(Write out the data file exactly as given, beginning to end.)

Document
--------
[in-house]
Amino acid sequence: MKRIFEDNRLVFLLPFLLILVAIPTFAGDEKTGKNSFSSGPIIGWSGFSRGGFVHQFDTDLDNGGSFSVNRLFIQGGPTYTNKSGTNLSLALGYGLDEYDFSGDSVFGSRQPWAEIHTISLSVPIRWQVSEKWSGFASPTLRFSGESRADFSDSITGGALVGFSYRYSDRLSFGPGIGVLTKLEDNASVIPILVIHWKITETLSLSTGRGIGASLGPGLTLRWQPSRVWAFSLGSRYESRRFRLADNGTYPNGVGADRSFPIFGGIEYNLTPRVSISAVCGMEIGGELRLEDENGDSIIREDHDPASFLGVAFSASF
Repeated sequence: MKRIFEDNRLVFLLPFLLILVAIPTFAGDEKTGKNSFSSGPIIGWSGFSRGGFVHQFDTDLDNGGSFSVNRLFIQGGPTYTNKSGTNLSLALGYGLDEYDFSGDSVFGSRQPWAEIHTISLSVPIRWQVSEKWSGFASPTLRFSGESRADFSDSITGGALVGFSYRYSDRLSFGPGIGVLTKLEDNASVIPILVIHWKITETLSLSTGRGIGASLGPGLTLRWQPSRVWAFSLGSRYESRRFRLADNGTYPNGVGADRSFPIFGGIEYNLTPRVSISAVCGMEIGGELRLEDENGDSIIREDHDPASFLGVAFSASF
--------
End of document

[in-house]
Amino acid sequence: MKRIFEDNRLVFLLPFLLILVAIPTFAGDEKTGKNSFSSGPIIGWSGFSRGGFVHQFDTDLDNGGSFSVNRLFIQGGPTYTNKSGTNLSLALGYGLDEYDFSGDSVFGSRQPWAEIHTISLSVPIRWQVSEKWSGFASPTLRFSGESRADFSDSITGGALVGFSYRYSDRLSFGPGIGVLTKLEDNASVIPILVIHWKITETLSLSTGRGIGASLGPGLTLRWQPSRVWAFSLGSRYESRRFRLADNGTYPNGVGADRSFPIFGGIEYNLTPRVSISAVCGMEIGGELRLEDENGDSIIREDHDPASFLGVAFSASF
Repeated sequence: MKRIFEDNRLVFLLPFLLILVAIPTFAGDEKTGKNSFSSGPIIGWSGFSRGGFVHQFDTDLDNGGSFSVNRLFIQGGPTYTNKSGTNLSLALGYGLDEYDFSGDSVFGSRQPWAEIHTISLSVPIRWQVSEKWSGFASPTLRFSGESRADFSDSITGGALVGFSYRYSDRLSFGPGIGVLTKLEDNASVIPILVIHWKITETLSLSTGRGIGASLGPGLTLRWQPSRVWAFSLGSRYESRRFRLADNGTYPNGVGADRSFPIFGGIEYNLTPRVSISAVCGMEIGGELRLEDENGDSIIREDHDPASFLGVAFSASF